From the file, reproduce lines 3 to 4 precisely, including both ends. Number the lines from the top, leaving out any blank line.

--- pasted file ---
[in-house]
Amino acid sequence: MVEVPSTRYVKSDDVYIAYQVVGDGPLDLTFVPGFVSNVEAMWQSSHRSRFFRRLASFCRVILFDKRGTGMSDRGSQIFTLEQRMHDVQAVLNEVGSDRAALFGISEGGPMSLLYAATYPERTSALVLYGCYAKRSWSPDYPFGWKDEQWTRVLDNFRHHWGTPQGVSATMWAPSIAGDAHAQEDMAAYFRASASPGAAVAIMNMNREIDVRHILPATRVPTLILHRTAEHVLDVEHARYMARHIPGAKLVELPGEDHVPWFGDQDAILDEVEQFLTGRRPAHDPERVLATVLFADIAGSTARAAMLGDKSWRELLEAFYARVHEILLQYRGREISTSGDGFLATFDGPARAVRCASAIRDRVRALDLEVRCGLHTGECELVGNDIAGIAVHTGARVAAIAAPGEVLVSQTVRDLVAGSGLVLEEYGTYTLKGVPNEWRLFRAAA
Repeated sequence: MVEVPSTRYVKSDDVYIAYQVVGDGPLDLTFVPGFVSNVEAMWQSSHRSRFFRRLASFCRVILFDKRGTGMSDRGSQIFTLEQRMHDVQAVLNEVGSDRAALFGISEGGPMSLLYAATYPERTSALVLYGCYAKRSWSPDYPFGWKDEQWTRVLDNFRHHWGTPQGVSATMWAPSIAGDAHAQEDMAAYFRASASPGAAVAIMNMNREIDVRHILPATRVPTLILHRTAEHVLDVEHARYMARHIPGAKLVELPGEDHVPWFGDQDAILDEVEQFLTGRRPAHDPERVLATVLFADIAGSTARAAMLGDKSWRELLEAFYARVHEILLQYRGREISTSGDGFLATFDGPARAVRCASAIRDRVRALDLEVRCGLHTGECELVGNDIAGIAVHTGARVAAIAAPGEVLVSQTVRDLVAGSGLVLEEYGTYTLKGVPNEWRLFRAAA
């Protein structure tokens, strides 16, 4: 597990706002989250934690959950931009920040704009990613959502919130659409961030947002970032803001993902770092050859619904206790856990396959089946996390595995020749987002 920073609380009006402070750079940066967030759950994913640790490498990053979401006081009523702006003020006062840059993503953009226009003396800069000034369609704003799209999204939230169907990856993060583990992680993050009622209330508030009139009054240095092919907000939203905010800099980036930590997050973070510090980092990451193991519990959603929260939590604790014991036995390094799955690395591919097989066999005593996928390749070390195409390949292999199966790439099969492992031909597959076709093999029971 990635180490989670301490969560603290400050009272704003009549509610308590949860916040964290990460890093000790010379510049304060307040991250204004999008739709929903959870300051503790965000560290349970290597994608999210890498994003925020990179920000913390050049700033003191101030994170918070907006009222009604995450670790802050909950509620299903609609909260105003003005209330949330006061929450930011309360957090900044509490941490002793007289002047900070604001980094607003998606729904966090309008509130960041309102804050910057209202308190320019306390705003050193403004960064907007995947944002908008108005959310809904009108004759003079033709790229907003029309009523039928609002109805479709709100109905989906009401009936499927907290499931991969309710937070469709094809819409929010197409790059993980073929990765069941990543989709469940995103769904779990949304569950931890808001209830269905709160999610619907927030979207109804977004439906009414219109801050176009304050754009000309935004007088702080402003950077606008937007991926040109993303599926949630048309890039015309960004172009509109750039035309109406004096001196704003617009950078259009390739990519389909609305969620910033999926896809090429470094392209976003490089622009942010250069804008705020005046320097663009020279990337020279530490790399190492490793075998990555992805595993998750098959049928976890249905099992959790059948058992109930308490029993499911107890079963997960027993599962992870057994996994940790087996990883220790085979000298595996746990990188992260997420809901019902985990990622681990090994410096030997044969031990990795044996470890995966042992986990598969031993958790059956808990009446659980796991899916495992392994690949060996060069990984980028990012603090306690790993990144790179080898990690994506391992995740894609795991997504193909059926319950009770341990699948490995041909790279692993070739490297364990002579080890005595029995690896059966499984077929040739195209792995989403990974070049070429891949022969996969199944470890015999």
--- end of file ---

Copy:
Repeated sequence: MVEVPSTRYVKSDDVYIAYQVVGDGPLDLTFVPGFVSNVEAMWQSSHRSRFFRRLASFCRVILFDKRGTGMSDRGSQIFTLEQRMHDVQAVLNEVGSDRAALFGISEGGPMSLLYAATYPERTSALVLYGCYAKRSWSPDYPFGWKDEQWTRVLDNFRHHWGTPQGVSATMWAPSIAGDAHAQEDMAAYFRASASPGAAVAIMNMNREIDVRHILPATRVPTLILHRTAEHVLDVEHARYMARHIPGAKLVELPGEDHVPWFGDQDAILDEVEQFLTGRRPAHDPERVLATVLFADIAGSTARAAMLGDKSWRELLEAFYARVHEILLQYRGREISTSGDGFLATFDGPARAVRCASAIRDRVRALDLEVRCGLHTGECELVGNDIAGIAVHTGARVAAIAAPGEVLVSQTVRDLVAGSGLVLEEYGTYTLKGVPNEWRLFRAAA
């Protein structure tokens, strides 16, 4: 597990706002989250934690959950931009920040704009990613959502919130659409961030947002970032803001993902770092050859619904206790856990396959089946996390595995020749987002 920073609380009006402070750079940066967030759950994913640790490498990053979401006081009523702006003020006062840059993503953009226009003396800069000034369609704003799209999204939230169907990856993060583990992680993050009622209330508030009139009054240095092919907000939203905010800099980036930590997050973070510090980092990451193991519990959603929260939590604790014991036995390094799955690395591919097989066999005593996928390749070390195409390949292999199966790439099969492992031909597959076709093999029971 990635180490989670301490969560603290400050009272704003009549509610308590949860916040964290990460890093000790010379510049304060307040991250204004999008739709929903959870300051503790965000560290349970290597994608999210890498994003925020990179920000913390050049700033003191101030994170918070907006009222009604995450670790802050909950509620299903609609909260105003003005209330949330006061929450930011309360957090900044509490941490002793007289002047900070604001980094607003998606729904966090309008509130960041309102804050910057209202308190320019306390705003050193403004960064907007995947944002908008108005959310809904009108004759003079033709790229907003029309009523039928609002109805479709709100109905989906009401009936499927907290499931991969309710937070469709094809819409929010197409790059993980073929990765069941990543989709469940995103769904779990949304569950931890808001209830269905709160999610619907927030979207109804977004439906009414219109801050176009304050754009000309935004007088702080402003950077606008937007991926040109993303599926949630048309890039015309960004172009509109750039035309109406004096001196704003617009950078259009390739990519389909609305969620910033999926896809090429470094392209976003490089622009942010250069804008705020005046320097663009020279990337020279530490790399190492490793075998990555992805595993998750098959049928976890249905099992959790059948058992109930308490029993499911107890079963997960027993599962992870057994996994940790087996990883220790085979000298595996746990990188992260997420809901019902985990990622681990090994410096030997044969031990990795044996470890995966042992986990598969031993958790059956808990009446659980796991899916495992392994690949060996060069990984980028990012603090306690790993990144790179080898990690994506391992995740894609795991997504193909059926319950009770341990699948490995041909790279692993070739490297364990002579080890005595029995690896059966499984077929040739195209792995989403990974070049070429891949022969996969199944470890015999």